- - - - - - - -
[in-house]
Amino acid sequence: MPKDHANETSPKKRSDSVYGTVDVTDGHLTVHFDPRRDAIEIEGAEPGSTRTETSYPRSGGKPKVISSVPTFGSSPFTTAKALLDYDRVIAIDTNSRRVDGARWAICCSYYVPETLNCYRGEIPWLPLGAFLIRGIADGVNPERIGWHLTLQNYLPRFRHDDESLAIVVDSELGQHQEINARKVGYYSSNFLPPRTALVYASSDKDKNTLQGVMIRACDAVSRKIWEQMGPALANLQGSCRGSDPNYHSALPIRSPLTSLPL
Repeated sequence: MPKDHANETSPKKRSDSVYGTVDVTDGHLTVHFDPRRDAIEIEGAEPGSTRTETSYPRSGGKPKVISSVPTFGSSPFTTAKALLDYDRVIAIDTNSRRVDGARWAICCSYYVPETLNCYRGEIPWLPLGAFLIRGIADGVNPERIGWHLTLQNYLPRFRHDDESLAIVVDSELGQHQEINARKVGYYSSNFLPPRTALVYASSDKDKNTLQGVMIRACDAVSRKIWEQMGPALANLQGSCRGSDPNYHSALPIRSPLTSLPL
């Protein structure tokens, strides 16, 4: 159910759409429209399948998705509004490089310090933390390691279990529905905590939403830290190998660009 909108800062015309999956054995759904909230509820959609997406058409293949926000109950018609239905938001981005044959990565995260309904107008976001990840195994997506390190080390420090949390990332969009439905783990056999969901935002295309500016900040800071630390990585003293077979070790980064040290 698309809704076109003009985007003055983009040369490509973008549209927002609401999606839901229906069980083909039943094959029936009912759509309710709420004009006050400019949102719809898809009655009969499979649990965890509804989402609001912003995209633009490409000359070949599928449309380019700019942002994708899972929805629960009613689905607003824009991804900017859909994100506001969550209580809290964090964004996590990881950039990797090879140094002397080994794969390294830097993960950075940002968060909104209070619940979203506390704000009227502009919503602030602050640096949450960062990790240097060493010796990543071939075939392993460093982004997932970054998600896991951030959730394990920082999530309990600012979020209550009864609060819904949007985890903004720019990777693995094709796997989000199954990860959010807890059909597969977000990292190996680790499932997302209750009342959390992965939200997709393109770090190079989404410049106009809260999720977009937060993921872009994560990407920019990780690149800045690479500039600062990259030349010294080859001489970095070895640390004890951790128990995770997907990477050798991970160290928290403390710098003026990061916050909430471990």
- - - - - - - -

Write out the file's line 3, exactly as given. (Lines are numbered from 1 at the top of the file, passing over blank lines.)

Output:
Repeated sequence: MPKDHANETSPKKRSDSVYGTVDVTDGHLTVHFDPRRDAIEIEGAEPGSTRTETSYPRSGGKPKVISSVPTFGSSPFTTAKALLDYDRVIAIDTNSRRVDGARWAICCSYYVPETLNCYRGEIPWLPLGAFLIRGIADGVNPERIGWHLTLQNYLPRFRHDDESLAIVVDSELGQHQEINARKVGYYSSNFLPPRTALVYASSDKDKNTLQGVMIRACDAVSRKIWEQMGPALANLQGSCRGSDPNYHSALPIRSPLTSLPL